Salem Witch Trials
The History Cat Classroom
Salem Witch Trials
In February 1692, a strange event struck the Puritan town of Salem, Massachusetts that has bewitched America ever since (pun intended).A group of girls belonging to prominent families of town leaders were mysteriously struck by strange epileptic fits, hysterical crying, and visions of having seen the devil himself.
To the Puritans, the New World was both a land of opportunity and a place of dark woods inhabited by strange savages whose religion was akin to devil worship. The Puritans believed that the devil was very real and was constantly working to undermine their efforts to create a colony that was a beacon of light for God in a world filled with darkness (and Indians, and wolves, and bears, and...)
It all began in December 1692 when Betty Parris,9, and her cousin Abigail Williams, 11, began to have "fits". The girls would scream, throw stuff across the room, crawl under furniture, and contort their bodies in strange positions. The girls also complained about being pinched by an unseen force. The fits went on for days. Several times, church services were interrupted by these outbursts. Then two other girls, Elizabeth Hubbard and Ann Putnam, 12, became the next victims of these strange attacks.
A doctor was called in to examine them. Having found no earthly explanation, the doctor declared that witchcraft must be at work. The girls were questioned and quickly the truth was revealed. A slave named Tituba (either an African or Indian depending on whose story you listen to) had been performing fortune tellings and casting spells - a big no-no in Puritan towns. Tituba was arrested and brought before the court. Knowing that the punishment for witchcraft was death (by hanging-they didn't burn witches), Tituba was quick to turn snitch by giving up other names of local women as undercover agents of the Dark Lord. (Satan, not Voldemort) For the next two years, America's biggest witch hunt got underway that, by the time it was over, three hundred people would be accused, arrested, and brought to trial for the crime of witchcraft.
In addition to Tituba, two local women were named. The fact that Sarah Good and Sarah Osborne were co-conspirators of the Devil came as no surprise to the good people of Salem, seeing that they were both social outcasts. Good was a homeless beggar who often got into disputes with the locals. Osborne was a poor widow who rarely attended church. In March 1692 the women were arrested, interrogated, and sent to jail. During interrogation, the names of more local women were given up. Martha Corey had made her opinion well known that she thought the girls were liars who were afflicted with nothing more than a bad acting job. Others that found themselves on the witch "hit list" were Rachel Nurse, Rachel Clinton, and Dorothy Good-- the four-year-old daughter of Sarah Good was used as evidence against her mother. She was never hanged though, even the Puritans had some standards of decency.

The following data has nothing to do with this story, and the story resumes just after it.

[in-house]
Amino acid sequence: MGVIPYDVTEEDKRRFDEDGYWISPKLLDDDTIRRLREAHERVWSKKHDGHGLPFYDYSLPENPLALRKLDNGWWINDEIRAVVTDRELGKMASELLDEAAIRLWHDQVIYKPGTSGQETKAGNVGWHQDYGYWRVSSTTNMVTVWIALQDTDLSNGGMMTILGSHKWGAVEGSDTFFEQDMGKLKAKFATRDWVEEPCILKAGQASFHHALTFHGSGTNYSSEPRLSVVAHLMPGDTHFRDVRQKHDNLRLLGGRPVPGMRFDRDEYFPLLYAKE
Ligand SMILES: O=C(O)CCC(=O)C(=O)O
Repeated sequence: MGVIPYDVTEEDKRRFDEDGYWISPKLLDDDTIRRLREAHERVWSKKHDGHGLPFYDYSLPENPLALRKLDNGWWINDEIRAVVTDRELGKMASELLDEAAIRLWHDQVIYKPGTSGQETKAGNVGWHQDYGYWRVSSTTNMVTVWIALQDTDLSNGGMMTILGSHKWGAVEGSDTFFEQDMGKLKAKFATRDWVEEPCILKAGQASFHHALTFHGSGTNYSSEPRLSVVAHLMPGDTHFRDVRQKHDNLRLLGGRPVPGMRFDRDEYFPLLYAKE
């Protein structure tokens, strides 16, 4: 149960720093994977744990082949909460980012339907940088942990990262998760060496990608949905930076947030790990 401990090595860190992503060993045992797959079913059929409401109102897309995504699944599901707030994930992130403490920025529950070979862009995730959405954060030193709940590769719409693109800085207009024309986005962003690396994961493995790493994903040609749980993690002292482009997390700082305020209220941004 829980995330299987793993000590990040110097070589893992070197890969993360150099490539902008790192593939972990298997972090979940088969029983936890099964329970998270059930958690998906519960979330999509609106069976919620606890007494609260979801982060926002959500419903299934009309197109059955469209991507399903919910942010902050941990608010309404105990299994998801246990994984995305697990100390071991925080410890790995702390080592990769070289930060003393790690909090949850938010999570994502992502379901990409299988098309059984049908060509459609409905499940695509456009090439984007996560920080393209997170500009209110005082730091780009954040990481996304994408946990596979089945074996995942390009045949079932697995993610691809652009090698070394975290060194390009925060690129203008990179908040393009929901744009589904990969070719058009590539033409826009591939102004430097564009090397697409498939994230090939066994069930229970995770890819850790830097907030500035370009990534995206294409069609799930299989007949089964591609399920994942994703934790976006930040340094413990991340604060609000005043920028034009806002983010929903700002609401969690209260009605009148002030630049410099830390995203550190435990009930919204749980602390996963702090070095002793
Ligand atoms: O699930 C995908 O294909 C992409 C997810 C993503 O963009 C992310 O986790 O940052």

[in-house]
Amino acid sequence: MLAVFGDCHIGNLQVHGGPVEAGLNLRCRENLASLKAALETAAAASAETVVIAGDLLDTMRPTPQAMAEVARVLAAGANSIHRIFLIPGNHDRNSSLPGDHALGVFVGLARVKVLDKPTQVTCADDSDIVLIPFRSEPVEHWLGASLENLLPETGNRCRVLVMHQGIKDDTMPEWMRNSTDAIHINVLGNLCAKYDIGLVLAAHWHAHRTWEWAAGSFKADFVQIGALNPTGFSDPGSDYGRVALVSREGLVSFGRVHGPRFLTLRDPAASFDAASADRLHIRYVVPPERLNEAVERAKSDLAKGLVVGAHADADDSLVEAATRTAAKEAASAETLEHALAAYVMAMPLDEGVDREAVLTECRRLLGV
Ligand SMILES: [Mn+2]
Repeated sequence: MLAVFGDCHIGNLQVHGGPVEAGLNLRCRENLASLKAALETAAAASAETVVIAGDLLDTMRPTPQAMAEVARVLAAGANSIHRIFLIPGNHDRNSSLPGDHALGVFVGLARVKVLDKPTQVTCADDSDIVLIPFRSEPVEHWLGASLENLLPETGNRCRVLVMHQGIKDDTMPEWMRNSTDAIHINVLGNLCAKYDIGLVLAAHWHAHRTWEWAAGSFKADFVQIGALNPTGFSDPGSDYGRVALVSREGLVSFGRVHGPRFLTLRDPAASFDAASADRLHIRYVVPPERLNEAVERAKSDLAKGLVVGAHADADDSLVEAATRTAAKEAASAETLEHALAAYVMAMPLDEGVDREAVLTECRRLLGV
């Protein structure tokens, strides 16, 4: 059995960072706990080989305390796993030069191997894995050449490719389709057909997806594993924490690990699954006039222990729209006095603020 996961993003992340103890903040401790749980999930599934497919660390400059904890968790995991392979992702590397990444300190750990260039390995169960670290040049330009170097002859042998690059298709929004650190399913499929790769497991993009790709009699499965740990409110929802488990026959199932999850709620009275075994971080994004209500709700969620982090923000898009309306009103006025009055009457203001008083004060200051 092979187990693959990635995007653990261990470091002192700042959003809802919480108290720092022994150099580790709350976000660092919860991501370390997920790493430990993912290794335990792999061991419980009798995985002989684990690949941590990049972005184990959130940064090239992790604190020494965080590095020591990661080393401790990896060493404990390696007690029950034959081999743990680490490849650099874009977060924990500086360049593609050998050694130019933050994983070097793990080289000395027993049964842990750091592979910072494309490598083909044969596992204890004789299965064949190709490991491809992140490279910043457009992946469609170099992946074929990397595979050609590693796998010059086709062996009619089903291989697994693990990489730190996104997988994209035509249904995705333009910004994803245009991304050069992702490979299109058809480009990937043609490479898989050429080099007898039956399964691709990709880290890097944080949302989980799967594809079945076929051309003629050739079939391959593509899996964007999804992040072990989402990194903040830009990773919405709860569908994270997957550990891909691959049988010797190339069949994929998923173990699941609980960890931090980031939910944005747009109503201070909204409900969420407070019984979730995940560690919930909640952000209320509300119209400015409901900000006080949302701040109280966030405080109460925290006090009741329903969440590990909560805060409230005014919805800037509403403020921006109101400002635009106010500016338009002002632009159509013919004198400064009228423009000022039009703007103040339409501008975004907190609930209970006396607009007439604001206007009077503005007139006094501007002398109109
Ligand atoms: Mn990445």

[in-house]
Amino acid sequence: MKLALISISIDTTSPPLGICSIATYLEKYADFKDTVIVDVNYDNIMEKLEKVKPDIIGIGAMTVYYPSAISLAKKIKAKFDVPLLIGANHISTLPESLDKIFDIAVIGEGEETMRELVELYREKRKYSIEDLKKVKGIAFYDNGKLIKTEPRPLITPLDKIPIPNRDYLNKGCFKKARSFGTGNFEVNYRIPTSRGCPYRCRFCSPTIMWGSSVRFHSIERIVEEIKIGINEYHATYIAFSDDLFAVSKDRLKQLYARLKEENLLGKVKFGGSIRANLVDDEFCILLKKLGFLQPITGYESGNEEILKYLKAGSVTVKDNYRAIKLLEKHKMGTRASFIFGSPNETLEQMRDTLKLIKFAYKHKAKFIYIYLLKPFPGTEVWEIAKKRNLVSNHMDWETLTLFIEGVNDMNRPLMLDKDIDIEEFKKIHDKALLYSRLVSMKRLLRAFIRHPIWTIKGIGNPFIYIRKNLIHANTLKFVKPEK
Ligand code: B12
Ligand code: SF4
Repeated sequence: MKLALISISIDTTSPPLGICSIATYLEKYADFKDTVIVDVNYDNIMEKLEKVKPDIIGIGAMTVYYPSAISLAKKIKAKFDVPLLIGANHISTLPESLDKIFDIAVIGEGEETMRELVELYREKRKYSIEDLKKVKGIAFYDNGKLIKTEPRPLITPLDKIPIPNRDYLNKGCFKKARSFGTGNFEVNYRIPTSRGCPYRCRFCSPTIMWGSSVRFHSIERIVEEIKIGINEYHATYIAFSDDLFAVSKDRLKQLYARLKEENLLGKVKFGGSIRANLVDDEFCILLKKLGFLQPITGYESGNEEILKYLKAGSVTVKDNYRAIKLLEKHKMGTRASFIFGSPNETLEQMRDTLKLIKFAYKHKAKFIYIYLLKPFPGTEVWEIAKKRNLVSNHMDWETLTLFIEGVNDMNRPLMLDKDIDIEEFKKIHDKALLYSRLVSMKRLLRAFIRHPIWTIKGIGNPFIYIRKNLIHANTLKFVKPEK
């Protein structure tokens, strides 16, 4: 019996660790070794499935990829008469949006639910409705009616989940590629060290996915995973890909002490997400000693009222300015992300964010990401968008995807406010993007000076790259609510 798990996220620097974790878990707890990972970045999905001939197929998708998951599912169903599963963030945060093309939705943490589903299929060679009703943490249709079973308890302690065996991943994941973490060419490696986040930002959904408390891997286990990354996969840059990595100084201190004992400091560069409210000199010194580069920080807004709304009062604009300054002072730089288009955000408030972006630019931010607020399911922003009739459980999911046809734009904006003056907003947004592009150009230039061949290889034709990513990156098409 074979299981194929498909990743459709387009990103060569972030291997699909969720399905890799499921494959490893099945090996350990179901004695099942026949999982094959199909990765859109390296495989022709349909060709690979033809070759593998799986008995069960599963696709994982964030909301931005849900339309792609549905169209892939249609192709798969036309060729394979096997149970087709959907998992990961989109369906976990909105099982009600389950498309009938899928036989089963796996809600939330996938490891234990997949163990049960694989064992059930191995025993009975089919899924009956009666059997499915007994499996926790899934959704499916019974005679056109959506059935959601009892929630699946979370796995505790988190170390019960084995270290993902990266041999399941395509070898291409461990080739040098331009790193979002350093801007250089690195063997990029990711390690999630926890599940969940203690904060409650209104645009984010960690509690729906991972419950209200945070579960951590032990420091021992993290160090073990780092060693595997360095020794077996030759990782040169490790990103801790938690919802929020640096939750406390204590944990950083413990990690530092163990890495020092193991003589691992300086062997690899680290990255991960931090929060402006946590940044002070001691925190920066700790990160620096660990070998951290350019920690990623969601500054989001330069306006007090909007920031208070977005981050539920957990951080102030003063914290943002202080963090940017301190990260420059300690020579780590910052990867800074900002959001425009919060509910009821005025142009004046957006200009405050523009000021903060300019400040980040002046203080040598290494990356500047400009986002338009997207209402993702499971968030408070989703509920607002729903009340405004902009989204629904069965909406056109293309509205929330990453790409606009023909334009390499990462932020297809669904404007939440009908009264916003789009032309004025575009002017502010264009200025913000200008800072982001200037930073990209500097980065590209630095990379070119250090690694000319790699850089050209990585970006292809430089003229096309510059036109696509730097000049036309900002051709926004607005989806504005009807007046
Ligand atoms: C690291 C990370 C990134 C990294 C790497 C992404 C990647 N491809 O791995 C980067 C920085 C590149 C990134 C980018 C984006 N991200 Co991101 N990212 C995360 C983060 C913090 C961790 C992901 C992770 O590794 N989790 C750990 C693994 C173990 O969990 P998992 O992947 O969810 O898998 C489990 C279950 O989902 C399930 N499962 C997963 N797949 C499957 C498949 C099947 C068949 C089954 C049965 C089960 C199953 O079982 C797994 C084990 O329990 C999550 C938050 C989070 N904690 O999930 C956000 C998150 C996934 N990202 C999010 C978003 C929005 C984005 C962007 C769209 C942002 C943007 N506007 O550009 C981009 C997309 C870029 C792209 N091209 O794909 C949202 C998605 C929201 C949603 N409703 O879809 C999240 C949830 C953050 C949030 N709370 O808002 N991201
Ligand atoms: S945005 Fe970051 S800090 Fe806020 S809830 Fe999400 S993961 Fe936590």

Each trial was more elaborate than the next as the accused began giving up more names in order to save their own skins. In the days before Jersey Shore, a good witch trial was prime-time entertainment. The courthouse was packed to overflowing as people elbowed their way in to get a glimpse of the freak show.
At center stage were the four girls. Whenever evidence was lacking the girls would fall under the spell of the accused, right their in court for everyone to see. Of course, no one could see anything except for four girls pointing and screaming that they were being harmed by the spirit of the accused. This bit of legal dance work was called spectral evidence. Meaning that it was good enough to show that a person's specter (their disembodied form) was responsible for the attacks, even if the actual person had a rock-solid alibi to prove their innocence.
The model for judges willing to accept spectral evidence, and there weren't many who would, was a 1662 legal pamphlet called "A Tryal of Witches" which laid the groundwork for how to prove that someone's specter had committed an attack.
Only a witch or warlock was capable of committing such dark magic. In the night they would send their spirit out to attack their victims leaving physical marks on the body.
The victim would know who committed the crime because the specter often either took the shape of their attacker or in the shape of their animal familiar-- a black cat, raven, or a wolf, which because you are dreaming, you just know who it is under that disguise.
Most of the accused tended to be poor women with little social standing. Two of the most unlikely victims was 80 years old Rebecca Nurse who was seen as a pillar of the community and Giles Corey a leader in the church. But their good reputations didn't save them from a witch trial and execution. The Massachusetts Colony was firmly swept up in the witch hysteria and nothing was going to stop it...except a cease and desist letter from the governor.